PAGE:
Fasika vs. Blue Nile: Battle of the Berbere beef

Ethiopian wot

Ethiopian wot

Minnesota is for carnivores. Steaks, burgers, and brats paired with some kind of bread and some kind of side are staples of our summertime diet. But it's easy to get caught in a rut and tire of the too-familiar options and too-familiar variations. This week we're breaking out of our Midwestern habits and routines and sneaking into the Twin Cities' African culinary scene for a different take on the meat-bread-side combo: Berbere spiced beef, injera, and salad.

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The Venue:
Fasika and Blue Nile are two of the best-known Ethiopian restaurants in the Twin Cities. Fasika sits a block off the newly opened Green Line at Snelling and University in St. Paul. Blue Nile is not far off the Blue Line, near Cedar and Franklin. Fasika is a small corner shop; Blue Nile is part nightclub, part bar, and part gracefully aging palace.

The Weigh-in:
Both of these places are Ethiopian, but on its website Blue Nile specifies that it focuses on the culinary heritage of the Oromo, an ethnic group of 30 million or so in East Africa. Claiming its own niche, Fasika emphasizes the healthy aspects of its dishes. And if you're not one for animal protein, vegetarians and meat eaters can share a table and eat like kings at both places. As the first Ethiopian restaurant in Minnesota and the longest-running African restaurant in town, Blue Nile has the edge.

Round 1: The salad
True to its claim, Fasika sends its main course out with a simply dressed side salad of greens and tomatoes. The vinegar and salt offer a sharp contrast to the beef, but not much more. The side of kurumbaa at Blue Nile was far more interesting and satisfying: a lightly stewed mixture of cabbage, potato, carrot, and onion that complements the spicy beef very well.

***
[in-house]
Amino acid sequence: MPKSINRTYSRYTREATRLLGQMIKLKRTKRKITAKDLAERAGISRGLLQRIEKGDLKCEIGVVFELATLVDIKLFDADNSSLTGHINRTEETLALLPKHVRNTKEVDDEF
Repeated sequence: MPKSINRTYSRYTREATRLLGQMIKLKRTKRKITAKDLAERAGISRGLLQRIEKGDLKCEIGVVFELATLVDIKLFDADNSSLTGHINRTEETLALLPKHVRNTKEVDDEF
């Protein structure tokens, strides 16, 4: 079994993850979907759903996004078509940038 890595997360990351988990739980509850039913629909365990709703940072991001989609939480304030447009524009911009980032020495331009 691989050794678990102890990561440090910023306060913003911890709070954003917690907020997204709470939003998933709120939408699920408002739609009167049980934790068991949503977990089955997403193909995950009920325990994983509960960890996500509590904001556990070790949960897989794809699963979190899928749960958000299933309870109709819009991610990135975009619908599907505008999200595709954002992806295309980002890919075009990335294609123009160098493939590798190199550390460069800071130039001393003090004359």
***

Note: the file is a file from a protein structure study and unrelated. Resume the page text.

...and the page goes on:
Maraka sangaa at Blue Nile

Maraka sangaa at Blue Nile

Round 2: The injera/bideena/bread
Injera, a spongy bread usually made from teff, is a cooked flatbread comparable to Indian dosas or French crepes. Blue Nile calls its bread bideena, but the two dishes are essentially the same. We liked the sourness and firmness of Fasika's bread for its ability to stand up to the rich flavor of the beef. It's also more effective as an eating utensil. So put that silverware aside, fold up that bread, and shovel that food into your face.

Round 3: The beef
Ethiopian wot (or maraka in Oromo) is the kind of crock-pot beef you wish your grandmother made. The Berbere spice mixture at both places comprises a deep and rich variety of flavors and spices, including garlic, ginger, fenugreek, cardamom, chili, and paprika. This mixture is mild enough for Minnesotan palates yet complex enough to break the monotony of the backyard grill. The beef n' berbere at Blue Nile is strangely Midwestern in the way it suggests chili or Sloppy Joes. Fasika's stew (key wot) has large, buttery chunks of beef suspended in their not-too-spicy sauce. They handily win this round.

And the winner is...
Fasika. Though Blue Nile offers live entertainment, interesting cocktails, and some of the best carrot cake in town, the focus of this fight is the beef. And the hearty key wot at Fasika stands out. We're reminded of the old television adage: "Beef: It's wot for dinner."

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